For more than 30 years I have been committed to reading the Bible, cover to cover, each year. It started with merely reading five minutes a day. My reasoning went something like this, “If God created me and has a purpose for my life, should I not set apart – at a minimum – five minutes each day to listen to Him?” Certainly He deserves much more than a mere five minutes, but since I could not predict how my life would go and what demands would be placed upon it over the course of time, I vowed only to this small amount. Still, that vow has kept me in the Scripture daily – usually for more than five minutes. On the rare occasion when I have failed, I have been conscious that the Holy Spirit has awakened me – sometimes from a very deep sleep – and has prompted me to fulfill my vow.

This vow to read the Word has created stability in my life like nothing else could. It has comforted me in trying times; it has reminded me of the Source of every blessing when times have been good, keeping me from thinking too highly of myself. When the world around me has been uncertain, whether due to politics, economics or personal loss, the Word has brought assurance that it will remain and that He is my refuge.

This vow has also brought real direction to me over the years. It has been – in the words of David – “a lamp to my feet and a light to my path” (Ps. 119:105). There have been many times when my daily reading schedule has brought me to a passage of Scripture that was clear direction for that moment, if not that day. Most of these have not been profound, out-of-body experiences, but the quiet confidence that I had heard from God.

Whether you regularly read all sixty-six books or just the last one, John’s promise is true – you will be blessed. Nothing can be an anchor to our lives like reading this Book.

The Qualification of Leadership

This is what the LORD Almighty says: I took you (David) from the pasture and from following the flock, to be ruler over my people Israel (1 Chron 17:7).

 The contrast between what men usually consider to be the qualifications for leadership and what God makes leaders from is startling.

 By the time this was spoken to David, he had long ago left the pasture and the sheep. He had been on the run from Saul for 10-12 years. That period of his life had ended with Saul’s death and then David had to create a government and stabilize the country politically. Before he and his army began to subdue the surrounding nations, David turned his attention from the urgent to the important – establishing the people in the worship of the God of Israel.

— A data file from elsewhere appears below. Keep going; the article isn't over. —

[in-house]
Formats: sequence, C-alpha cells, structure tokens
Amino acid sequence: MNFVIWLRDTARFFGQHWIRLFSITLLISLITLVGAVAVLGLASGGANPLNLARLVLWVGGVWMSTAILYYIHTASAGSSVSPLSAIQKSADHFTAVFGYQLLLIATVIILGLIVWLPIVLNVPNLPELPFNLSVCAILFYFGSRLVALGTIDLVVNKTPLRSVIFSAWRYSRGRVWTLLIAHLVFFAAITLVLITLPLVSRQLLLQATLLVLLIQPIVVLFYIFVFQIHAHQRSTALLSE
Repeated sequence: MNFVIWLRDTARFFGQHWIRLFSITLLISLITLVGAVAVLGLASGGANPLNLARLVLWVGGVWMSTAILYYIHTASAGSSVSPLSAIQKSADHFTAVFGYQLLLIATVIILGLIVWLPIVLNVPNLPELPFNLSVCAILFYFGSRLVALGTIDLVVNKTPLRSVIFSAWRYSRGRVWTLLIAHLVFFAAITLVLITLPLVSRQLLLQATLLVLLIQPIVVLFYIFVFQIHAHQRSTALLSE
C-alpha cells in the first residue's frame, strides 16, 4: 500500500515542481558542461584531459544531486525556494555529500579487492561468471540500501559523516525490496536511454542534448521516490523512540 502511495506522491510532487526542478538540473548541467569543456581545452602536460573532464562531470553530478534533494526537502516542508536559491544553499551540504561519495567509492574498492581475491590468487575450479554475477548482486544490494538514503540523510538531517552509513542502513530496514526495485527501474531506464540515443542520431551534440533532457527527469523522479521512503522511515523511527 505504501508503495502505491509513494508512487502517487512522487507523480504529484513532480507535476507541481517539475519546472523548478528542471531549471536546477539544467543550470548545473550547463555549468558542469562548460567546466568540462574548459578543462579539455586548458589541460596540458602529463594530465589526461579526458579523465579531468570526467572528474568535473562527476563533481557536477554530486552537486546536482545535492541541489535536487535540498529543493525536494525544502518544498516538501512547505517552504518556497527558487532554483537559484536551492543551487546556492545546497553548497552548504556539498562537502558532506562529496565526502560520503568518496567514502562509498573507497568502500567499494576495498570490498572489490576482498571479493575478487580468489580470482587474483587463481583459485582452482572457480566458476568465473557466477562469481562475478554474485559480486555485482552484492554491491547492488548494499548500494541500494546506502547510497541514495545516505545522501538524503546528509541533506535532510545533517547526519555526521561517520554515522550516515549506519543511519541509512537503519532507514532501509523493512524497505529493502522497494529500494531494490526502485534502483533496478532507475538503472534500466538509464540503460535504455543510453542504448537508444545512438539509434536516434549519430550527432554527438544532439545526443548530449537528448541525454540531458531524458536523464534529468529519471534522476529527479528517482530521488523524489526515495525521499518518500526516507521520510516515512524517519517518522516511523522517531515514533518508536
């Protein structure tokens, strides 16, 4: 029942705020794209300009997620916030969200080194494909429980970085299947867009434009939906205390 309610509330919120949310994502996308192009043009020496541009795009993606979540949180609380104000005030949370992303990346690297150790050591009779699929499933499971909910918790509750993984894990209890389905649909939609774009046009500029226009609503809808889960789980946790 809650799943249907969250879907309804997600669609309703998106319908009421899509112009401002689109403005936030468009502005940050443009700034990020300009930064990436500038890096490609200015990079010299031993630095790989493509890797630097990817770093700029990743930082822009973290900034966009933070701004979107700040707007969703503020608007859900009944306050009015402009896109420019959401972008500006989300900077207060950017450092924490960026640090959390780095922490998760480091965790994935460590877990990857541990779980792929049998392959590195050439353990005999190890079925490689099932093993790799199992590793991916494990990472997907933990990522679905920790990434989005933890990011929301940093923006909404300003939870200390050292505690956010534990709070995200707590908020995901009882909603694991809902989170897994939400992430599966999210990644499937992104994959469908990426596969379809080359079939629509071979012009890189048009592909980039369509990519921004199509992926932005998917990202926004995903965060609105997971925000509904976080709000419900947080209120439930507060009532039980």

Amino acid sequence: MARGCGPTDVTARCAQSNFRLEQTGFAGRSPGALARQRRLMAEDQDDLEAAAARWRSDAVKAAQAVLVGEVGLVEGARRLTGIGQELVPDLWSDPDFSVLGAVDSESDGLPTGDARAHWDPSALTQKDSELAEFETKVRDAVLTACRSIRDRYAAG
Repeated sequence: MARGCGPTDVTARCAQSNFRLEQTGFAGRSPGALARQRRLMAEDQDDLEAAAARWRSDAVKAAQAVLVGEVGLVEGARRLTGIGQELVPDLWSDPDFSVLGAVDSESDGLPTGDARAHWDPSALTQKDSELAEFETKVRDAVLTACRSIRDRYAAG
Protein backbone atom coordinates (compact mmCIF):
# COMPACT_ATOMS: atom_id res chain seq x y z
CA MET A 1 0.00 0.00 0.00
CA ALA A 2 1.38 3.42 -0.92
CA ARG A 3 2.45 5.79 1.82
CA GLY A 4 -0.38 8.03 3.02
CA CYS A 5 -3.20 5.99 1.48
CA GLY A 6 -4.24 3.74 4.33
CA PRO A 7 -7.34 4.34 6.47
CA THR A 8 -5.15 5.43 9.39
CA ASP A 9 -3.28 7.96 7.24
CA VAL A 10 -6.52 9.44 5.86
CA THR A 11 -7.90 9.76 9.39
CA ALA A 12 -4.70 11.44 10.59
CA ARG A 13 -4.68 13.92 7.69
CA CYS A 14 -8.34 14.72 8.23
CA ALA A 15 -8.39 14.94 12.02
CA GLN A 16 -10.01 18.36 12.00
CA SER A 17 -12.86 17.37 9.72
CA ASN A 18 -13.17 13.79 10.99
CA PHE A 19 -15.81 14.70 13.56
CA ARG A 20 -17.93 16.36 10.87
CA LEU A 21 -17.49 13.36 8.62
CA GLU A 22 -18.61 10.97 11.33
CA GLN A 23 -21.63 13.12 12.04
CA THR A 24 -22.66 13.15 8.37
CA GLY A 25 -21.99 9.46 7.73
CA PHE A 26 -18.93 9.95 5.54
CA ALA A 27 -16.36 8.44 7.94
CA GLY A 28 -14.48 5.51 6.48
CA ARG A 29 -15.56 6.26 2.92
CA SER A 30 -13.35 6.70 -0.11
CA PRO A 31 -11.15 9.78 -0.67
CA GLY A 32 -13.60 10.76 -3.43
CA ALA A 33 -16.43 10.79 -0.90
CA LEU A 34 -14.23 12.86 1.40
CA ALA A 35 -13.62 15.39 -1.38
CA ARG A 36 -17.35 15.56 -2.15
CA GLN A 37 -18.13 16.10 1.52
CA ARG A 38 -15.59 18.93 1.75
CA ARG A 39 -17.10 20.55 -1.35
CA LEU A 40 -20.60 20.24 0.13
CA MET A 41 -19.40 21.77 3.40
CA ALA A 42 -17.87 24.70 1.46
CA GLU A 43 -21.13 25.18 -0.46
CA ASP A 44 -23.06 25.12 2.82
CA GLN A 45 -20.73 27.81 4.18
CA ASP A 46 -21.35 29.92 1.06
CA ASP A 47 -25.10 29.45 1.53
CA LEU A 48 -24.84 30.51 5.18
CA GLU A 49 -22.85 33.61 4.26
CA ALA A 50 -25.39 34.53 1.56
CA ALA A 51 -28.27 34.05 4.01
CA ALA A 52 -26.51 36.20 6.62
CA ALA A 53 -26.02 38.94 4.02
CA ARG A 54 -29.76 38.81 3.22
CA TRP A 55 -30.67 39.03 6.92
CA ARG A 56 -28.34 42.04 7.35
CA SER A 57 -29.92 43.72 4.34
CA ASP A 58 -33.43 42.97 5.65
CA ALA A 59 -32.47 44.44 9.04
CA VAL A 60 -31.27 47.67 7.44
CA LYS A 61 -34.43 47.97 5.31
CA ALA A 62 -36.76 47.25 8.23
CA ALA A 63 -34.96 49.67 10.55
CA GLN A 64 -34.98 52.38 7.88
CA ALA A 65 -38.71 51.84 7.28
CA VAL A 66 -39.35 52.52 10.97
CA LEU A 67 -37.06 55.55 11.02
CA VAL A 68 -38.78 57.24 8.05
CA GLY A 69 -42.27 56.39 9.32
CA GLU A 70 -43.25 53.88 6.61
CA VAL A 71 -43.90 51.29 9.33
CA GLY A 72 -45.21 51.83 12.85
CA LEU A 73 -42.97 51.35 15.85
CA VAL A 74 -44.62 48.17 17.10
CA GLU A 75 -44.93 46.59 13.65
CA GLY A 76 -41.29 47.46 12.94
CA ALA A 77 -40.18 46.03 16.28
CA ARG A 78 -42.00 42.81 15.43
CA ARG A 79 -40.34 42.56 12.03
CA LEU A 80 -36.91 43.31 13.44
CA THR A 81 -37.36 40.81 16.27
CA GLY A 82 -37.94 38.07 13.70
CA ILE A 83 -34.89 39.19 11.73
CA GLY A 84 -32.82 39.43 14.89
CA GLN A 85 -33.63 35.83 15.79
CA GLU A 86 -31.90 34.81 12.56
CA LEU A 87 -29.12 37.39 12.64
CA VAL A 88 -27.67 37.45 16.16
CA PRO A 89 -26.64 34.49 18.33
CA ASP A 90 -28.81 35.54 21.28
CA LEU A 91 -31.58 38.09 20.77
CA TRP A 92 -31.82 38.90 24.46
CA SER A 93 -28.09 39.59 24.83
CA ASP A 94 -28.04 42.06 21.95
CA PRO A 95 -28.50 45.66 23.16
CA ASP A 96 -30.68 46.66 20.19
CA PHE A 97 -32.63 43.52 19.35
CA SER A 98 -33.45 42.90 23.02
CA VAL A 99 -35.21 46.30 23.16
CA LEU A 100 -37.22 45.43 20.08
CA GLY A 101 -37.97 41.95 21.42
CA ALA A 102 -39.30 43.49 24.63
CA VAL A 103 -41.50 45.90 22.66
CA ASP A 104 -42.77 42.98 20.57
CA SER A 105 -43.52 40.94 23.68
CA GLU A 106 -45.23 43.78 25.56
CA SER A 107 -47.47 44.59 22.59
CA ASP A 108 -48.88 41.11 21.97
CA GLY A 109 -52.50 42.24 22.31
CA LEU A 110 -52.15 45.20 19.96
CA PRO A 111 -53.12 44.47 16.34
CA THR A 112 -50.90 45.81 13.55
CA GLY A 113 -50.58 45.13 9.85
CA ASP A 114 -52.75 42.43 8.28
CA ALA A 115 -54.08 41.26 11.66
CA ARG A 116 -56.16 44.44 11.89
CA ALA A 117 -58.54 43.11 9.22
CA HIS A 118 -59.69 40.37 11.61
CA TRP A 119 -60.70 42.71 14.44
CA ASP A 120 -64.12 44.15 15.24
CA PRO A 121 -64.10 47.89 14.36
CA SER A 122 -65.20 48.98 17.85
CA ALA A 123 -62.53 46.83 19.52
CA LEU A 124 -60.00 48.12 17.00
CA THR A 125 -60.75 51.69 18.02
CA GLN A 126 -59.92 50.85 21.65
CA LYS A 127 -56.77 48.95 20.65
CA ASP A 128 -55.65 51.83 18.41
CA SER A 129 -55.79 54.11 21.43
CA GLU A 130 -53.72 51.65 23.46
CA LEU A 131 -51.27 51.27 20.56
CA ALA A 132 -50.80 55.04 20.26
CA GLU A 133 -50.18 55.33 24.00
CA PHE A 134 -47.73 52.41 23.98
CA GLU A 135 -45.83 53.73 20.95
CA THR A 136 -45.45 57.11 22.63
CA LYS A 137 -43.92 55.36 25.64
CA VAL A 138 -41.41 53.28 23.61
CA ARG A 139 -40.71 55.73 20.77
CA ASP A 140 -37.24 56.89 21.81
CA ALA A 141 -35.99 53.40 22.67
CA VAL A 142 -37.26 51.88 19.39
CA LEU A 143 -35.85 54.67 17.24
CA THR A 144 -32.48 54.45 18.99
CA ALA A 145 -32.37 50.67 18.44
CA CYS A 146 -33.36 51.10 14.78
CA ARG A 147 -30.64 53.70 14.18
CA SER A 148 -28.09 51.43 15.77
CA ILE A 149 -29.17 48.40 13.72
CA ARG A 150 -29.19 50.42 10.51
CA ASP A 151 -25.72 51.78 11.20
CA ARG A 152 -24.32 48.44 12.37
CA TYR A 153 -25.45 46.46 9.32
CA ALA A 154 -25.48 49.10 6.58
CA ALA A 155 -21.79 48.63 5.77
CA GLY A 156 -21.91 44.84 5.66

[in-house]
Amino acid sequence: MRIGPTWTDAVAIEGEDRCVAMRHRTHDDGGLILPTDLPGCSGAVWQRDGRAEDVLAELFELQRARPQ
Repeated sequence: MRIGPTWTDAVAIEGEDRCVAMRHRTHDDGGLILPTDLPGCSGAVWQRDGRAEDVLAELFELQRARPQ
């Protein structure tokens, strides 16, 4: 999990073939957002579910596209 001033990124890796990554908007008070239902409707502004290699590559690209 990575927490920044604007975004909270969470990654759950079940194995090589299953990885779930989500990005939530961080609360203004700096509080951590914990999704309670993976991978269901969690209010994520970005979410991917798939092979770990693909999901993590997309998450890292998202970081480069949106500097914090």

While he was considering this matter, the thought occurred to him that he should establish a permanent dwelling place for the Ark of the Presence. While it was not something that God had necessarily intended, He was so pleased that David’s faith was not merely a way of securing the blessings and creature comforts of this life that He promised that David’s line would never fail.

 Men tend to look upon pedigree and physical prowess in leaders; God looks much deeper. God saw in David a man of loyalty, gratitude and faithfulness. He was conditioned by his willingness to humble himself and take care of his father’s sheep. By observing in David a concern for the helpless condition of the sheep God recognized that he would also be concerned for the helpless conditions of the people in his kingdom, a concern that God shared because those same people were made in His image.

 God might have chosen David because he persevered as he ran from Saul; He might have chosen him for his military genius; He might have chosen him for his faithfulness to His cause. Certainly He rewarded these qualities. But He chose Him to be king because of the mercy he displayed for the helpless and needy – the same cause He Himself is given to. For God Himself is described as “a father of the fatherless and a defender of widows” (Ps. 68:5, et.al.).